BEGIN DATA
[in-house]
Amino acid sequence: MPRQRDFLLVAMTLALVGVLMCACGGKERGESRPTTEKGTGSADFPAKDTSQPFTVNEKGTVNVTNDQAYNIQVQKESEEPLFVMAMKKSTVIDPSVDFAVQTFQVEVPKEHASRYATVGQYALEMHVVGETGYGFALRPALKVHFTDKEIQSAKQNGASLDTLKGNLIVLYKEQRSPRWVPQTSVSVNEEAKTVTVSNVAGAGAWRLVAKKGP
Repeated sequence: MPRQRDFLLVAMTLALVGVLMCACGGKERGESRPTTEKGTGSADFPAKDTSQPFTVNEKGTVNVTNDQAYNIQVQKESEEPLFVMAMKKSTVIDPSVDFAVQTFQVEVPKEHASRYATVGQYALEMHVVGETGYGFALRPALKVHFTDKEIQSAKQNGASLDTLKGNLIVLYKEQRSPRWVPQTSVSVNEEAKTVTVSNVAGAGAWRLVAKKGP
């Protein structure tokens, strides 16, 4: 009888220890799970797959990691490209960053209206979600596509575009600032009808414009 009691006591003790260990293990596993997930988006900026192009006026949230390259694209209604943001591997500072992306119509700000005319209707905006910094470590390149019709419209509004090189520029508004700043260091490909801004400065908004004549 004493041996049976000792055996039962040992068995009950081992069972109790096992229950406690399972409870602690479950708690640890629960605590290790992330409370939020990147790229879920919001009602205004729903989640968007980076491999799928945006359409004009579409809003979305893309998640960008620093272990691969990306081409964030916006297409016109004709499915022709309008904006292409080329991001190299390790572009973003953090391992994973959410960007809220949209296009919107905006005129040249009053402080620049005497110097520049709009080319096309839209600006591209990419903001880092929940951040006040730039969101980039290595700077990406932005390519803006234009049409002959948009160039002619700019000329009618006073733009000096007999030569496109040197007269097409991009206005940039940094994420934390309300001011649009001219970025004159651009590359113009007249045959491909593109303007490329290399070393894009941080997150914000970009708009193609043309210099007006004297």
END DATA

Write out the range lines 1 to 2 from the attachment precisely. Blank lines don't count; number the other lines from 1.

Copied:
[in-house]
Amino acid sequence: MPRQRDFLLVAMTLALVGVLMCACGGKERGESRPTTEKGTGSADFPAKDTSQPFTVNEKGTVNVTNDQAYNIQVQKESEEPLFVMAMKKSTVIDPSVDFAVQTFQVEVPKEHASRYATVGQYALEMHVVGETGYGFALRPALKVHFTDKEIQSAKQNGASLDTLKGNLIVLYKEQRSPRWVPQTSVSVNEEAKTVTVSNVAGAGAWRLVAKKGP